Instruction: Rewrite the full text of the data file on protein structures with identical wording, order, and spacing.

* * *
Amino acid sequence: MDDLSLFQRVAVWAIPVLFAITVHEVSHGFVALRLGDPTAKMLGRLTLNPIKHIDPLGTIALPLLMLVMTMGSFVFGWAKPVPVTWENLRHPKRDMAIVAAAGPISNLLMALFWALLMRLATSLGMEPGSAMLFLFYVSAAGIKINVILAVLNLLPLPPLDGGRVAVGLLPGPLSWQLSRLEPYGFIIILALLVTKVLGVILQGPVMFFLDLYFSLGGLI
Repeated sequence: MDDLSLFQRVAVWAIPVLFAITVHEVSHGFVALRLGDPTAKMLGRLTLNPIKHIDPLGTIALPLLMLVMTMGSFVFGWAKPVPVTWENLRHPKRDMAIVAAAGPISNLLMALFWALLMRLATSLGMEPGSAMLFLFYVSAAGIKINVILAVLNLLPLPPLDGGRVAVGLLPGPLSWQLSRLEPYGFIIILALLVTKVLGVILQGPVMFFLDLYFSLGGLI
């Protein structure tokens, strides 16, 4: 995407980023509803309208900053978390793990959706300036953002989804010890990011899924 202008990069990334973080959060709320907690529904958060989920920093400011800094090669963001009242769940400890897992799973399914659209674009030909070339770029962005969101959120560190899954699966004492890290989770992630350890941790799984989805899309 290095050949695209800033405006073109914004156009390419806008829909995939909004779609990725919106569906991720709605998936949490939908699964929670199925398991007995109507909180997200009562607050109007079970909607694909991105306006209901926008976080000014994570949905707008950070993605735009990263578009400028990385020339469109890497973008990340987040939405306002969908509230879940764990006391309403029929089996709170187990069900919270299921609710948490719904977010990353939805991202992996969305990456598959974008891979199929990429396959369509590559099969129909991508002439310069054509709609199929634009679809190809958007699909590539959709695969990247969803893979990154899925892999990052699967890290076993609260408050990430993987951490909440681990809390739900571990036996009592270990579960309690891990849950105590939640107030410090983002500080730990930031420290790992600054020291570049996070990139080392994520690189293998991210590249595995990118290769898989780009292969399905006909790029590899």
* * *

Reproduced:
Amino acid sequence: MDDLSLFQRVAVWAIPVLFAITVHEVSHGFVALRLGDPTAKMLGRLTLNPIKHIDPLGTIALPLLMLVMTMGSFVFGWAKPVPVTWENLRHPKRDMAIVAAAGPISNLLMALFWALLMRLATSLGMEPGSAMLFLFYVSAAGIKINVILAVLNLLPLPPLDGGRVAVGLLPGPLSWQLSRLEPYGFIIILALLVTKVLGVILQGPVMFFLDLYFSLGGLI
Repeated sequence: MDDLSLFQRVAVWAIPVLFAITVHEVSHGFVALRLGDPTAKMLGRLTLNPIKHIDPLGTIALPLLMLVMTMGSFVFGWAKPVPVTWENLRHPKRDMAIVAAAGPISNLLMALFWALLMRLATSLGMEPGSAMLFLFYVSAAGIKINVILAVLNLLPLPPLDGGRVAVGLLPGPLSWQLSRLEPYGFIIILALLVTKVLGVILQGPVMFFLDLYFSLGGLI
């Protein structure tokens, strides 16, 4: 995407980023509803309208900053978390793990959706300036953002989804010890990011899924 202008990069990334973080959060709320907690529904958060989920920093400011800094090669963001009242769940400890897992799973399914659209674009030909070339770029962005969101959120560190899954699966004492890290989770992630350890941790799984989805899309 290095050949695209800033405006073109914004156009390419806008829909995939909004779609990725919106569906991720709605998936949490939908699964929670199925398991007995109507909180997200009562607050109007079970909607694909991105306006209901926008976080000014994570949905707008950070993605735009990263578009400028990385020339469109890497973008990340987040939405306002969908509230879940764990006391309403029929089996709170187990069900919270299921609710948490719904977010990353939805991202992996969305990456598959974008891979199929990429396959369509590559099969129909991508002439310069054509709609199929634009679809190809958007699909590539959709695969990247969803893979990154899925892999990052699967890290076993609260408050990430993987951490909440681990809390739900571990036996009592270990579960309690891990849950105590939640107030410090983002500080730990930031420290790992600054020291570049996070990139080392994520690189293998991210590249595995990118290769898989780009292969399905006909790029590899």